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Posted on: February 6, 2019 at 9:59 pm
Last updated: September 11, 2019 at 5:31 pm

Tomatoes are special fruits, and as such, they require special care to flourish (and bodyguards, as we’ll see later).

The heights they can grow to are determined largely by the varieties planted. There are several varieties of tomatoes, and these can be grouped into two main classes. Determinate varieties, also called bush tomatoes, can grow up to 3 or 4 feet in height. Indeterminate varieties do not stop growing until they are killed by frost. They can grow up to 12 feet in height, although the average minimum is usually 6 feet [1].

Tomatoes are delicate, fragile plants. I like to call them ‘gentle little reds’. A lot of gardeners prefer to grow their tomatoes in simple steps without any complexities and stress. It’s generally believed that the height they grow up to is also determined by the care they receive.

Application of fertilizer or manure, adequate light source, frequent watering, adding an air source such as a fan, trimming off the lower leaves and regular weeding. All these are all very necessary for the growth of your plants, but there’s a lot more that can be done [2].

Arming your tomatoes with nutrients is key

Tomato seedlings should go into the soil with fortifications. Before that, the first step is to plant the seedlings in pots. The essence of nursing them before full planting is to have better control of the critical stages of germination. Ensure to poke holes under the pots so water won’t stagnate. If you’re planting in a greenhouse, the heat should be high.

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Tomatoes flourish in warmth, and they will not ripen properly if they don’t get what they need [3]. If you don’t have a greenhouse, you can easily pre-heat the soil before planting the seedlings. They’ll then need to receive at least 8 hours of direct sunlight every day. Water your seedlings twice a day, morning and evening.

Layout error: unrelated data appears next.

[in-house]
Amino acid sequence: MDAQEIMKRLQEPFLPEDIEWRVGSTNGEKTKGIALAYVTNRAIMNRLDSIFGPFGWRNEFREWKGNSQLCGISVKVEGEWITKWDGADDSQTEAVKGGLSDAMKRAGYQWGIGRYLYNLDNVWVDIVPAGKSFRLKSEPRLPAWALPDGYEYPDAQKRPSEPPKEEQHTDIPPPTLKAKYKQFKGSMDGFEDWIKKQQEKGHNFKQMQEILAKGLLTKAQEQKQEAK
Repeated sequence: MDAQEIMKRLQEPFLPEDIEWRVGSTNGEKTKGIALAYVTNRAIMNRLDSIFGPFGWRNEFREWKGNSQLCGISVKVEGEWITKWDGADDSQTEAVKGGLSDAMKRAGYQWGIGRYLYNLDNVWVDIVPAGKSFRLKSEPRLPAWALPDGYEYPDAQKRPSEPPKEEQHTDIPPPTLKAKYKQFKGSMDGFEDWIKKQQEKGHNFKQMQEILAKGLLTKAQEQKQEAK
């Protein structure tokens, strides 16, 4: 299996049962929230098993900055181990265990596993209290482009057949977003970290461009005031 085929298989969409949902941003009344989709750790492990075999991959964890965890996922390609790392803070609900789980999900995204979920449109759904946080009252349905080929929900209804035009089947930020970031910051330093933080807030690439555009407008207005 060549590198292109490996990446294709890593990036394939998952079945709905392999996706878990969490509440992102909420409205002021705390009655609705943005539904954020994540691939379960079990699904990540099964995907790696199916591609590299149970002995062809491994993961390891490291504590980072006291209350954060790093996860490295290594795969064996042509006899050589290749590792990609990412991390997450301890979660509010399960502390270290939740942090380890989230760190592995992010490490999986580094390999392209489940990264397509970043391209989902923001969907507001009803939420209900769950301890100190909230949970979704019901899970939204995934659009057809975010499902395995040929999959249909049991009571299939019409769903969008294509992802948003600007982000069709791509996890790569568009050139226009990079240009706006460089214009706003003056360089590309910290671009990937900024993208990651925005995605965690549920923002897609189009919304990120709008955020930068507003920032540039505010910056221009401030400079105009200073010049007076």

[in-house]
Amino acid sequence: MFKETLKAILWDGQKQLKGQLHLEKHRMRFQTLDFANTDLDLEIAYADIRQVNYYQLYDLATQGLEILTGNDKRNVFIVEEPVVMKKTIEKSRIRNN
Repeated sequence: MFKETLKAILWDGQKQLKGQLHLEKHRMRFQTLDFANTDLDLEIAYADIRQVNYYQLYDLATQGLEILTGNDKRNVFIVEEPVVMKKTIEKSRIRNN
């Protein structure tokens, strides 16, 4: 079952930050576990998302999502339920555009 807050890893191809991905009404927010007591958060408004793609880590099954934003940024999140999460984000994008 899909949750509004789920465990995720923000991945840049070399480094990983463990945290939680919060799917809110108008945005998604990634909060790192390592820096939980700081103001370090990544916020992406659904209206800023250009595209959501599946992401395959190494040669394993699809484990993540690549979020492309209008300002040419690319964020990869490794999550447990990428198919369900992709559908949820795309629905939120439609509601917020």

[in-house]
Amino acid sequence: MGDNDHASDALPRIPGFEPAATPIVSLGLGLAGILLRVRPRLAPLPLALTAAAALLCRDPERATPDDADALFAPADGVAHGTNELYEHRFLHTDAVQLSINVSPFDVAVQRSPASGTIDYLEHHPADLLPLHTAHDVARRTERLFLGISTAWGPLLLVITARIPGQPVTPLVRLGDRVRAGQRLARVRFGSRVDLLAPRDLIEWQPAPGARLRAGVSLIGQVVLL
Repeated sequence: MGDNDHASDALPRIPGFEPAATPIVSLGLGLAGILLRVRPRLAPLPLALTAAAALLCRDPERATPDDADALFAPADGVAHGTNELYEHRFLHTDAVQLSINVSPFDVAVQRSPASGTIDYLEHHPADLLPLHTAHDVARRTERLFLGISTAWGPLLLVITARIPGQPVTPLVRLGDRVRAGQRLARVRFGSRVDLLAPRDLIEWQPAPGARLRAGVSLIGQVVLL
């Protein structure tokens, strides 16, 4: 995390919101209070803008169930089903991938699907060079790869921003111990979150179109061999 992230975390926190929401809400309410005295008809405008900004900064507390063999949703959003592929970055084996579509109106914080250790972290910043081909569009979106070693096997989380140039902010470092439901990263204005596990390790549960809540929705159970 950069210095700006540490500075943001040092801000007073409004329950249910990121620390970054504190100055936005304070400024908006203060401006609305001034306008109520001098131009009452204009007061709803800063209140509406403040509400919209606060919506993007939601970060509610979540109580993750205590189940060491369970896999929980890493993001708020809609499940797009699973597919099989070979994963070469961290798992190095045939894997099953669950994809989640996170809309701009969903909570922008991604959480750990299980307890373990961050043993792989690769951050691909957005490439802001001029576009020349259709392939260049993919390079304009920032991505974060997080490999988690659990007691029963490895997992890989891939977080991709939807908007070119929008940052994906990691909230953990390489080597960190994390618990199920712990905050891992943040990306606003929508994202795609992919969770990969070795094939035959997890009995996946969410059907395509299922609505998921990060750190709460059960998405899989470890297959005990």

After three weeks or a month, they are ready to graduate to soil beds. While preparing your beds, you have to dig each hole to be big enough to accommodate the seedling and every other additive that’ll be joining it, 20-24 inch (50-60cm) holes are best. The holes should be spaced out by at least three feet (0.9m). The more room they have, the more fruit they can produce. If your garden is small, you can bring it down to two feet (0.6m).  

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Fish heads for nitrogen:

That’s right. Fish heads. This may come as a shock but they can work magic for your tomatoes. Fish heads are rich in nitrogen, and as they decompose, it is released into the soil. A lack of nitrogen will result in stunted growth for your plants, and they may also end up with yellow leaves.

In general, a nitrogen deficiency takes the beauty out of your tomatoes [4]. They appear unappetizing and unhealthy. Organic nitrogen sources are the best. Fish heads, fishtails, fish guts, fish waste, and basically every seafood waste provides nitrogen. Fish meal is also a good supplement if the idea of fish heads is not appealing.

The fish head will go into the hole first. It should be placed with the open end in contact with the soil. You might want to keep animals away from your garden, though there’s really nothing to worry about. By the time the hole is covered, the smell won’t be a problem.

Boost your plant’s immune system with aspirin (or willow water)

This might sound weird, but next, drop in a couple of aspirin tablets into your hole. Aspirin is the trade name of a compound called acetylsalicylic acid [5].  Apparently, it has other uses besides relieving pain and soothing inflammation. The acid helps to trigger a defense mechanism in the plant, known as the Systemic Acquired Resistance Response. This helps the tomato fight off antigens such as fungi, bacteria, and viruses [6]. The plants have a natural hormone for this purpose, but you can aid this protective process with aspirin.

Another natural source of salicylic acid is willow water. Willow water is made from the bark of the willow tree. To make it, immerse pieces of the bark in water for a period of time. The willow bark contains up to 11% natural salicylic derivatives. Willow water has been used traditionally as an analgesic and anti-inflammatory solution. Similarly, it can trigger the SAR defensive response in your plants.